The term comes from Lido, the Italian word for “beach”, and may have found its way into English via English visitors returning from Italy where sea-bathing took place from the late-19th century.
Saltdean Lido in the city of Brighton and Hove, is an Art Deco lido designed by architect R.W.H. Jones. Originally listed at Grade II by English Heritage for its architectural and historical importance, its status was upgraded further to “Grade II*” on 18 March 2011.
Today we walked a section of the Meridian Trail at Peacehaven. The trail runs through Cambridgeshire, East Yorkshire, East Sussex, Essex, Hertfordshire, Gtr London, Lincolnshire, Surrey, and West Sussex.
Inaugurated in 2009, the route follows the line of the Prime Meridian as closely as practical, using public rights of way, but the route does not rigidly stick to The Meridian line.
The Royal Observatory at Greenwich was agreed as Zero Degrees Longitude for the whole world at a conference in America in 1884. Before that time, charts and maps used many different meridians as zero. At the same time, the delegates agreed on the ‘universal day’ which is the same the world over. Each day begins at midnight at Greenwich, thus giving us Greenwich Mean Time. Maritime Greenwich is recognised as a World Heritage Site.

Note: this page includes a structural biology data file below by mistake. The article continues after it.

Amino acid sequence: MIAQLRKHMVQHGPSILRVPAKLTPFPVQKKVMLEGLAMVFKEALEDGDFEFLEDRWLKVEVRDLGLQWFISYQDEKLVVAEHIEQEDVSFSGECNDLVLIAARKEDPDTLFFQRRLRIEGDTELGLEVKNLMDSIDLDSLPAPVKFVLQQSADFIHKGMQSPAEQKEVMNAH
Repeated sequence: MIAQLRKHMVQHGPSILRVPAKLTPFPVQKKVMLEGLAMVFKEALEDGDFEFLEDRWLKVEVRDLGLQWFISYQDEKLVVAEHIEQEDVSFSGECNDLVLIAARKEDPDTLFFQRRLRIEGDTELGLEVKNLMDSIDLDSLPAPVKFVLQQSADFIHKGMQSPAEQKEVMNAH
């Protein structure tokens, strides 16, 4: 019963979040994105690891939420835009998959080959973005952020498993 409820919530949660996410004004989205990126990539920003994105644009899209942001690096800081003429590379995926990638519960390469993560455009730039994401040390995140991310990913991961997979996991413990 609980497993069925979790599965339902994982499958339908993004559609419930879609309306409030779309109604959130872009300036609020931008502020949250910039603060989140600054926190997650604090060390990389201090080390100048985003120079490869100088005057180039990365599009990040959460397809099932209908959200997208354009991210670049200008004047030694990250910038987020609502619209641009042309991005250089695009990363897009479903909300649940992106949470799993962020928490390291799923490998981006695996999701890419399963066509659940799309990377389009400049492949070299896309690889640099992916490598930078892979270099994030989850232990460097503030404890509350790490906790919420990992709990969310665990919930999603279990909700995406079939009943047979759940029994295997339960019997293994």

The very blustery Westerly wind made it a breezy July cliff walk but certainly worth doing.
Today we made our way along the South Coast from Eastbourne to Dungeness. Dungeness spans Dungeness Nuclear Power Station, the hamlet of Dungeness, and an ecological site at the same location.
The weather was hot, the top was down on the car and we hit the road.
Dungeness has one of the largest areas of vegetated shingle in Europe and is internationally important. It’s landscape is barren and wild with a mishmash of living accommodation made out of old railway carriages, mobile homes, sheds and old mobile homes alongside more traditionally built houses- wood and stone, all with beach sympathetic and inspired gardens . An artist’s paradise.
It’s bleak, unique, fascinating and one of my favourite places on Earth, whatever the weather.